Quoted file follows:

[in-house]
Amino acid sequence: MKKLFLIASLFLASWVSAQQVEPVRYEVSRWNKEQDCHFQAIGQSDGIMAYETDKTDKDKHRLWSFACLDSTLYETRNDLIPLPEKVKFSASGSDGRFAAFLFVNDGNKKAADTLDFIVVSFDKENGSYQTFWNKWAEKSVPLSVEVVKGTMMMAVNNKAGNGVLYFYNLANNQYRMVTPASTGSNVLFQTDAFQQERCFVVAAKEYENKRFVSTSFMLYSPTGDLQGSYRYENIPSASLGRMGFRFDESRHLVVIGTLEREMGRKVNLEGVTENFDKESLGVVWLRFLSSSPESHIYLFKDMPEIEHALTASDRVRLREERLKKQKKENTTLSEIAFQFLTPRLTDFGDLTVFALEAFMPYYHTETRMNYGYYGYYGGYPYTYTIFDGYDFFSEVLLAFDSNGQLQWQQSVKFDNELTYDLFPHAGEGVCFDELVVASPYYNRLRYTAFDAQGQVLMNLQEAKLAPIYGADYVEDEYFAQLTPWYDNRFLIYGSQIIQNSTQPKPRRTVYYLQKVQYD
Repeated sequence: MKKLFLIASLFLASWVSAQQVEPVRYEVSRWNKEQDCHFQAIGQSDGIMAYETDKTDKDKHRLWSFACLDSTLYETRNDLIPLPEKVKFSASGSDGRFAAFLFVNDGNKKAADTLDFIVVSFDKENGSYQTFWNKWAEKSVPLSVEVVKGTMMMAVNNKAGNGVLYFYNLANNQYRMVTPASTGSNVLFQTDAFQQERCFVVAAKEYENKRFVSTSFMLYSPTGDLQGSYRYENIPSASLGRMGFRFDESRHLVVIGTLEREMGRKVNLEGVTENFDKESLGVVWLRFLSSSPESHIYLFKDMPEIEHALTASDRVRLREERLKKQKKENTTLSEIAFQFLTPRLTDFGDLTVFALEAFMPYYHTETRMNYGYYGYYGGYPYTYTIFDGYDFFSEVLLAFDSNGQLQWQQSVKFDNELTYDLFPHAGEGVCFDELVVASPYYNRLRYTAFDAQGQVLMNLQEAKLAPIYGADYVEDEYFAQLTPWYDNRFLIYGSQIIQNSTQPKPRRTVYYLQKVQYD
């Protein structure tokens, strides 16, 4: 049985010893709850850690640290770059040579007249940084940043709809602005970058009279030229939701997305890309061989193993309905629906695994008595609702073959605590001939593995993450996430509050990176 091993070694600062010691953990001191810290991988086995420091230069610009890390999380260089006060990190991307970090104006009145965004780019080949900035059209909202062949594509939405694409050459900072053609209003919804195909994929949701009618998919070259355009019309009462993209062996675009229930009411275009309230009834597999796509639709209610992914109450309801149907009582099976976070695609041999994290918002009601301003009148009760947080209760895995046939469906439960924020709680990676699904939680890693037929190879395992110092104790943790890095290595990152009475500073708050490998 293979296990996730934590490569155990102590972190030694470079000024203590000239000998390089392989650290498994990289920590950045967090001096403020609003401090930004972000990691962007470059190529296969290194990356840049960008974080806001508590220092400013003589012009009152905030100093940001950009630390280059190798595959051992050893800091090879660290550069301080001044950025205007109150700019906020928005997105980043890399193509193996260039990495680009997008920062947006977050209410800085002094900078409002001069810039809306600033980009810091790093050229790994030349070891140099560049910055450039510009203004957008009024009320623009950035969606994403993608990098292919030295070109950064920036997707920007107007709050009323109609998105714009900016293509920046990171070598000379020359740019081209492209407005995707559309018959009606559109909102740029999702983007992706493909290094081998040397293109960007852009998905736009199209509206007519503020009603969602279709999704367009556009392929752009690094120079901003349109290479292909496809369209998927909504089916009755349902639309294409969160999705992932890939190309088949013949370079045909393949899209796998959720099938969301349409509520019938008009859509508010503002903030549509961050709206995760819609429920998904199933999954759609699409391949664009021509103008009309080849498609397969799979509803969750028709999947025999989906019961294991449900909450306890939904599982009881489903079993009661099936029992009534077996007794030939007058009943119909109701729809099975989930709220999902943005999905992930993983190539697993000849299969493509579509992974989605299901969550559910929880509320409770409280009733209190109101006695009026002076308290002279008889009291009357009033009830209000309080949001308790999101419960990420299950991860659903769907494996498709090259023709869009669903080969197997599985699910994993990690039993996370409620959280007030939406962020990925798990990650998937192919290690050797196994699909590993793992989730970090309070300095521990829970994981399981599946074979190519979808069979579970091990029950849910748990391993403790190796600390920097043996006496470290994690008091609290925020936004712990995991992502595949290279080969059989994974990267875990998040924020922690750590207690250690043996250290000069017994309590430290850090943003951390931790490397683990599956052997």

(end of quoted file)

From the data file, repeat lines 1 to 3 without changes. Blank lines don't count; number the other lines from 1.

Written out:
[in-house]
Amino acid sequence: MKKLFLIASLFLASWVSAQQVEPVRYEVSRWNKEQDCHFQAIGQSDGIMAYETDKTDKDKHRLWSFACLDSTLYETRNDLIPLPEKVKFSASGSDGRFAAFLFVNDGNKKAADTLDFIVVSFDKENGSYQTFWNKWAEKSVPLSVEVVKGTMMMAVNNKAGNGVLYFYNLANNQYRMVTPASTGSNVLFQTDAFQQERCFVVAAKEYENKRFVSTSFMLYSPTGDLQGSYRYENIPSASLGRMGFRFDESRHLVVIGTLEREMGRKVNLEGVTENFDKESLGVVWLRFLSSSPESHIYLFKDMPEIEHALTASDRVRLREERLKKQKKENTTLSEIAFQFLTPRLTDFGDLTVFALEAFMPYYHTETRMNYGYYGYYGGYPYTYTIFDGYDFFSEVLLAFDSNGQLQWQQSVKFDNELTYDLFPHAGEGVCFDELVVASPYYNRLRYTAFDAQGQVLMNLQEAKLAPIYGADYVEDEYFAQLTPWYDNRFLIYGSQIIQNSTQPKPRRTVYYLQKVQYD
Repeated sequence: MKKLFLIASLFLASWVSAQQVEPVRYEVSRWNKEQDCHFQAIGQSDGIMAYETDKTDKDKHRLWSFACLDSTLYETRNDLIPLPEKVKFSASGSDGRFAAFLFVNDGNKKAADTLDFIVVSFDKENGSYQTFWNKWAEKSVPLSVEVVKGTMMMAVNNKAGNGVLYFYNLANNQYRMVTPASTGSNVLFQTDAFQQERCFVVAAKEYENKRFVSTSFMLYSPTGDLQGSYRYENIPSASLGRMGFRFDESRHLVVIGTLEREMGRKVNLEGVTENFDKESLGVVWLRFLSSSPESHIYLFKDMPEIEHALTASDRVRLREERLKKQKKENTTLSEIAFQFLTPRLTDFGDLTVFALEAFMPYYHTETRMNYGYYGYYGGYPYTYTIFDGYDFFSEVLLAFDSNGQLQWQQSVKFDNELTYDLFPHAGEGVCFDELVVASPYYNRLRYTAFDAQGQVLMNLQEAKLAPIYGADYVEDEYFAQLTPWYDNRFLIYGSQIIQNSTQPKPRRTVYYLQKVQYD